“Three conditions architecture must accomplish: Utilitas (utility), Firmitas(permanence) and Venustas (beauty).”
-Marcus Vitruvius Pollio (fl. 46-30 BC), De Architectura
In the early years of twentieth-century Singapore, a newly-created, singular style of house stood in stark contrast to the verdant background of the island’s tropical surroundings. Juxtaposed against the lush jungle, still very much present in the city’s last century, the black and white houses appeared to be as anomalous as any architectural design could possibly be. But dissimilar as they may have appeared to their environmental backdrop, the construction of the houses made them a perfect fit for the equatorial climes. Much like the nation-state in which they reside, the houses represent a multitude of cultures, with design elements including Tudor-esque timber frames and Moghul bungalow-style verandahs and broad, shady eaves. Black and White: The Singapore House 1898-1941 celebrates these houses for what they are: a blend of the familiar and the exotic; the old and the new; stylistically innovative in a way that is absolutely unique to the region.
The first guide to this singular style of architecture, Black and White traces the history and influences of the houses, describing in detail everything from the building plans to the evolution of the style. The book notes the achievements of some of Singapore’s greatest architects from the colonial period, including George Drumgoolde Coleman, David McLeod Craik and Frank Wilhim Brewer, as well as the pioneering work of the man known as the father of the black and white style, Regent Alfred John Bidwell of Swan and Maclaren, the leading architectural practice of the day. Each and every representation of the style is portrayed in beautiful photographic style and informative prose, making the book a classic for lovers of architecture, and anyone interested in both past and present-day Singaporean influences.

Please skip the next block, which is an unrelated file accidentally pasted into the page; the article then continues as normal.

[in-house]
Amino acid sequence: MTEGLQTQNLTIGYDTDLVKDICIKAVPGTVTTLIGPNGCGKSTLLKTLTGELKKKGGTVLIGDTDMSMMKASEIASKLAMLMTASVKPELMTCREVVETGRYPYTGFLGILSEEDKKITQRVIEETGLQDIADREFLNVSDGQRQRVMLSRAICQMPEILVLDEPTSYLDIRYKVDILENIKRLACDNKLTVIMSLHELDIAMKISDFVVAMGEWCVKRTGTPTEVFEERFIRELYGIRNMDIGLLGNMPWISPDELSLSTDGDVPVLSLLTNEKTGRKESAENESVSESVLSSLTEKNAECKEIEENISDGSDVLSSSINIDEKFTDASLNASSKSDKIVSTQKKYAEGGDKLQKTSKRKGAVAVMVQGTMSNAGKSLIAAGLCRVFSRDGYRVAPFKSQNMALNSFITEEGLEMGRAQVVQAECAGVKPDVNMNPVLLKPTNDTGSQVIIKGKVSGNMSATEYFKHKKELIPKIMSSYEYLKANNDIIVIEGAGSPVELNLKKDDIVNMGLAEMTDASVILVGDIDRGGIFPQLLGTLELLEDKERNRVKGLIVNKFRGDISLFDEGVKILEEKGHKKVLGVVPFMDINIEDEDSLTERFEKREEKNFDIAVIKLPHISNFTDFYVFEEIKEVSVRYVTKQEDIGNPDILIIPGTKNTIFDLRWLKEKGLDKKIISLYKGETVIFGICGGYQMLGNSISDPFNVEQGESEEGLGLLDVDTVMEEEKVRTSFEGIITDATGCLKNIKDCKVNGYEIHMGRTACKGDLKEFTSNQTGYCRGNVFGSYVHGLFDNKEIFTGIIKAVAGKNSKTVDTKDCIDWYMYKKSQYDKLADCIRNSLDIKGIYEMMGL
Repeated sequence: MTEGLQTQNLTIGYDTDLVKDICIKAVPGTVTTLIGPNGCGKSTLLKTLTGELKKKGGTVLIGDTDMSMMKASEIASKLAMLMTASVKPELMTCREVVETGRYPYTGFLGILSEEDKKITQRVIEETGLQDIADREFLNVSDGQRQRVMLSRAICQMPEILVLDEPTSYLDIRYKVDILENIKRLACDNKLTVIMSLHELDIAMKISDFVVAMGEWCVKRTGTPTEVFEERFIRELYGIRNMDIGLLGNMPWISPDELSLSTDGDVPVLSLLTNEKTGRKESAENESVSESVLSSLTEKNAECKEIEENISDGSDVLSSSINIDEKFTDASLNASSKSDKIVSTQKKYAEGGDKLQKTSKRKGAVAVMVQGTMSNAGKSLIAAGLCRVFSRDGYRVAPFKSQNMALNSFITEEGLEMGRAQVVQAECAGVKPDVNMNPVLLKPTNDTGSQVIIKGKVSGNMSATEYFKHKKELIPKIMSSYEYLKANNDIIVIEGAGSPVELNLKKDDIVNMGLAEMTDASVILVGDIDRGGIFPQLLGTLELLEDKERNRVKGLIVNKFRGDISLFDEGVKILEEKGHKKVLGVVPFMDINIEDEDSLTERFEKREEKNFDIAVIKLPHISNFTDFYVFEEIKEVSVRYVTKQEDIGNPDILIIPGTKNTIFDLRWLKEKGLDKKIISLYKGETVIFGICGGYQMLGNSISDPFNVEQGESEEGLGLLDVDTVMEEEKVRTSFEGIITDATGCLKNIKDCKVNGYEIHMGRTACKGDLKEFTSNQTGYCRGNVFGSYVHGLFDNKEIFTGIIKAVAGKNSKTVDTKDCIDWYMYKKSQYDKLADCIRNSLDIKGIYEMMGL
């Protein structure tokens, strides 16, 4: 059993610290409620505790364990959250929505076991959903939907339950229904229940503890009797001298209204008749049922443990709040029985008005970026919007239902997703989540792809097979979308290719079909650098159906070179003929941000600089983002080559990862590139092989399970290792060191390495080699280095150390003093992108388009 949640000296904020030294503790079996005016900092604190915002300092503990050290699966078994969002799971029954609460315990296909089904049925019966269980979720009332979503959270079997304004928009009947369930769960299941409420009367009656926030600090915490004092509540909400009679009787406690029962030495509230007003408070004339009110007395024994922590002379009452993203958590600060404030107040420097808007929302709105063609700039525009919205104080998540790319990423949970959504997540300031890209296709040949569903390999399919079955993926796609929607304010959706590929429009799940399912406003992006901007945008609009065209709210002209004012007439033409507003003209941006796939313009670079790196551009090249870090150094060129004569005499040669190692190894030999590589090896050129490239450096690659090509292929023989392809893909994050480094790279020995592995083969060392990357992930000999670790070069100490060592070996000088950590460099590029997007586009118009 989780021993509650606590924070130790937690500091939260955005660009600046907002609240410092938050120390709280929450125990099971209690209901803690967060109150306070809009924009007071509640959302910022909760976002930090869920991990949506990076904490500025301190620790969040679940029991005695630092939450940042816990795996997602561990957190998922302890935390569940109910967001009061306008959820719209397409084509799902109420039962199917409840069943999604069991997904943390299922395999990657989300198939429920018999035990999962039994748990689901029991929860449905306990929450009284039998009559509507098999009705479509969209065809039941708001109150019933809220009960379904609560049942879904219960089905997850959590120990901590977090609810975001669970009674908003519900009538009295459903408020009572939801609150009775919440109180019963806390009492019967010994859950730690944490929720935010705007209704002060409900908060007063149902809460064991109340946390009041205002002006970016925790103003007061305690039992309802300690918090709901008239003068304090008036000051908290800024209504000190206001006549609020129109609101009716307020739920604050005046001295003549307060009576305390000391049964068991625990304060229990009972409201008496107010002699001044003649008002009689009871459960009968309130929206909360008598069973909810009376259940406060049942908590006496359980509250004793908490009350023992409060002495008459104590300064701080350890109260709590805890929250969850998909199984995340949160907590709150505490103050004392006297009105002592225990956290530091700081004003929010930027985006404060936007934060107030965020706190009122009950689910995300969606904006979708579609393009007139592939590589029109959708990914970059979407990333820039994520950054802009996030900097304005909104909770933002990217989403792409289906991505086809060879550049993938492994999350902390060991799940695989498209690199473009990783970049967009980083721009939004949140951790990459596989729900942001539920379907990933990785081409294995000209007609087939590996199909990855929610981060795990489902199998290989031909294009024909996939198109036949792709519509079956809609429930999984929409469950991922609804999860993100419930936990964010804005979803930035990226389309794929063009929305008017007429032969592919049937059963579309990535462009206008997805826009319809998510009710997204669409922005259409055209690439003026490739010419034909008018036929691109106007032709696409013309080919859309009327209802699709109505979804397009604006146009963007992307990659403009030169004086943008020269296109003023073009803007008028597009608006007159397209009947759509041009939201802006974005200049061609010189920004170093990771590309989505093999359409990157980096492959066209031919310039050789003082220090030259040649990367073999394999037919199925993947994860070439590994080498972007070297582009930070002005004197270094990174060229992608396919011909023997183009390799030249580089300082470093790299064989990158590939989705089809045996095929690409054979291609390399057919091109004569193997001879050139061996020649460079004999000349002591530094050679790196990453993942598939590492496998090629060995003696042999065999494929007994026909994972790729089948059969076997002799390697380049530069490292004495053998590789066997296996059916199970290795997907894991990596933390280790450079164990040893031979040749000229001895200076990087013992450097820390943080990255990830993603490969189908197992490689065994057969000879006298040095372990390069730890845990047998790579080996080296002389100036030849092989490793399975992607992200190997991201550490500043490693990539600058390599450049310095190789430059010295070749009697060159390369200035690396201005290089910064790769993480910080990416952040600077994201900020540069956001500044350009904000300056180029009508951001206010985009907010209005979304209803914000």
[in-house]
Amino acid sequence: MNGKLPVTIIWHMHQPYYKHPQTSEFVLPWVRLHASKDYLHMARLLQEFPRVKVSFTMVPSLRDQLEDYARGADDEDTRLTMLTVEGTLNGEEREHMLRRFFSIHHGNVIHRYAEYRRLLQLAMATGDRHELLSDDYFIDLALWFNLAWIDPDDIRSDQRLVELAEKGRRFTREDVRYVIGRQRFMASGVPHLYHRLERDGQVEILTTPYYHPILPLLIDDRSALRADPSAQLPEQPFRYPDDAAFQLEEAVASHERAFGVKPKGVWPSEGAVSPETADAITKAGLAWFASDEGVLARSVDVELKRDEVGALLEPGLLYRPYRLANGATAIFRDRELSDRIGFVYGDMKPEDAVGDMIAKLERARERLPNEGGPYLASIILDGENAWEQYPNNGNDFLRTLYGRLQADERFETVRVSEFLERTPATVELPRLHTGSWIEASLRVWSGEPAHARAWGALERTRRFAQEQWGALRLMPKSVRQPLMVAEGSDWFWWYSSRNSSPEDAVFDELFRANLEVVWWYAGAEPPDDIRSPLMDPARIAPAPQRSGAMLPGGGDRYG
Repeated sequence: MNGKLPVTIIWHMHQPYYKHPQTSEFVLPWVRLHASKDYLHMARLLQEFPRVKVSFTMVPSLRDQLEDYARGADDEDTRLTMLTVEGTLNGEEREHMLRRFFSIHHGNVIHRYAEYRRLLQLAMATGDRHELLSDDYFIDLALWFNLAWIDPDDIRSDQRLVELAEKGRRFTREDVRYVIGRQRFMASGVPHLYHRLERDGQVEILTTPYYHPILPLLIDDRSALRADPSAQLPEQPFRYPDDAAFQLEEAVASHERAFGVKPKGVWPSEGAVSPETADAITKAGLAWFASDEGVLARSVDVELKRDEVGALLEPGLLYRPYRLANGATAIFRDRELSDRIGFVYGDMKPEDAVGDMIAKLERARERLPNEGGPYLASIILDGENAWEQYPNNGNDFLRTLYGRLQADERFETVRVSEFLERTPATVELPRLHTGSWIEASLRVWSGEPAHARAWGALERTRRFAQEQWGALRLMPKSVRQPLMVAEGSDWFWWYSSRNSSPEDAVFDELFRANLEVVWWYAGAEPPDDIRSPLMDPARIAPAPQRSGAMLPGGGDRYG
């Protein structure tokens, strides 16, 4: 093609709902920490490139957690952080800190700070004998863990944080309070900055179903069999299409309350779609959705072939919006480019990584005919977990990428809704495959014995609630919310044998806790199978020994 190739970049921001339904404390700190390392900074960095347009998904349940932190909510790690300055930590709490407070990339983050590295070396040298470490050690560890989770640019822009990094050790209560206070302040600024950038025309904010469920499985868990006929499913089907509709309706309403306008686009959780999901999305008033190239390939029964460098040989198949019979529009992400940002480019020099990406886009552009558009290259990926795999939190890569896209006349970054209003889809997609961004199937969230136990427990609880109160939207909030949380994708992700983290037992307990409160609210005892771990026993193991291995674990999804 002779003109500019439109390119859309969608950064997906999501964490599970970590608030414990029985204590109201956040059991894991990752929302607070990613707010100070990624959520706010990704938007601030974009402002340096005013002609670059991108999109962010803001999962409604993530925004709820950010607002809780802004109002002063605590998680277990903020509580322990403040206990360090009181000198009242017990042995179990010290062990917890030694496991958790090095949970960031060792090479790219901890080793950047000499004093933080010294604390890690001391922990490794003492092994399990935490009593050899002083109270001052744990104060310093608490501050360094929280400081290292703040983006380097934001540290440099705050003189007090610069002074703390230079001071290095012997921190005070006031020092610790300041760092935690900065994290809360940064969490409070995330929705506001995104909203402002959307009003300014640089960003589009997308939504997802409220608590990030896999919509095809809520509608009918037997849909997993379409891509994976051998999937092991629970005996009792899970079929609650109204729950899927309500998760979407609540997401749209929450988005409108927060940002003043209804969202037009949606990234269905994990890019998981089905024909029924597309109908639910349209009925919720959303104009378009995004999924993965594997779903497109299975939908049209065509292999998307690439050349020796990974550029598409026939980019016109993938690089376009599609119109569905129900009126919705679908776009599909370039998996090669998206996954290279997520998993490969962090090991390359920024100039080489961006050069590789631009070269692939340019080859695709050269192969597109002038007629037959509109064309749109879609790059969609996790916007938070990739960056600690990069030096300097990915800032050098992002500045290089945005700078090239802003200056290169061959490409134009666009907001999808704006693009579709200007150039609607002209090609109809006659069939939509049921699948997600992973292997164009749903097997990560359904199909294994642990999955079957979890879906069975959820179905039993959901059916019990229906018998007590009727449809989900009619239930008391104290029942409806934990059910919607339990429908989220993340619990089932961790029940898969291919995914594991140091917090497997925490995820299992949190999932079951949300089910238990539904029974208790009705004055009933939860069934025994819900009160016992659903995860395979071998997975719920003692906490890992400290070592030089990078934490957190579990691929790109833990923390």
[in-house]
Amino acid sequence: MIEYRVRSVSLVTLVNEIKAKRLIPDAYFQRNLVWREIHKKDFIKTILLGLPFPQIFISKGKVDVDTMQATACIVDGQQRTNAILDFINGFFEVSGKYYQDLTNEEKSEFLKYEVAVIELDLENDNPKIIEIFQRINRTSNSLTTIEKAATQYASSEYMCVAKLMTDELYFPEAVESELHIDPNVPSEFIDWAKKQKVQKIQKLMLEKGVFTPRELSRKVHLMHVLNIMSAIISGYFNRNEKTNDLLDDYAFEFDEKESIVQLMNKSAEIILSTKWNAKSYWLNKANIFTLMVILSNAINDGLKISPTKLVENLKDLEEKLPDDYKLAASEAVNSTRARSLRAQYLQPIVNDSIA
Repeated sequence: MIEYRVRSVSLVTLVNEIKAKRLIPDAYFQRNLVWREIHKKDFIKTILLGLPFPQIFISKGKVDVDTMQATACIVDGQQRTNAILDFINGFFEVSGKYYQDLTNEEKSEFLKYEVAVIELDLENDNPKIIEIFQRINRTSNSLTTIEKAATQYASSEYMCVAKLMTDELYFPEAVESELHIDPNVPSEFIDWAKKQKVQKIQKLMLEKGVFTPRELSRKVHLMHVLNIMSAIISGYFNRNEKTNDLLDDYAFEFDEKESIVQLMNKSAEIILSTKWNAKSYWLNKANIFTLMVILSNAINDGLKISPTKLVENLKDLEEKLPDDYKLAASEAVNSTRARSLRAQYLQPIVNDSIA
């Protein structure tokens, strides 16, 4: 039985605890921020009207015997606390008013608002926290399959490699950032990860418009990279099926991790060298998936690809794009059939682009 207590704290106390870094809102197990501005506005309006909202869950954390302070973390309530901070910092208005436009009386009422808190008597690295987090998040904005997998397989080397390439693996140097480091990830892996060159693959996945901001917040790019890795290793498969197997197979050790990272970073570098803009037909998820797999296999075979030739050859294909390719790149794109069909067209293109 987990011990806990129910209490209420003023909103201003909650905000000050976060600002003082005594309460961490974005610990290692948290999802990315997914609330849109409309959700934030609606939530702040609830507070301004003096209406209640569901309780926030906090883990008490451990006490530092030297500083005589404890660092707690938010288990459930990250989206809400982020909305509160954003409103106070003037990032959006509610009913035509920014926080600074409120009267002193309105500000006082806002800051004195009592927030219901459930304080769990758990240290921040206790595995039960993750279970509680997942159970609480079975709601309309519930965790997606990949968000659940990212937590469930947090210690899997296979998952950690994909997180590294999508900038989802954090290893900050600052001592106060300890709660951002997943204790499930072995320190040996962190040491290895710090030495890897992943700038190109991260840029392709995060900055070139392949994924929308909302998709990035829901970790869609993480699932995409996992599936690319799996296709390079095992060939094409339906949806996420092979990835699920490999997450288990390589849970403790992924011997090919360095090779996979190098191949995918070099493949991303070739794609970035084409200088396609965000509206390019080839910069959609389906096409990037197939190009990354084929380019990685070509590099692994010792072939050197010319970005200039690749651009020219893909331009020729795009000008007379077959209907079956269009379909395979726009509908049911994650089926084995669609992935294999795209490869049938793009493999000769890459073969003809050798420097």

Black and White is on sale for RM 135. Please click here for more information, or to purchase.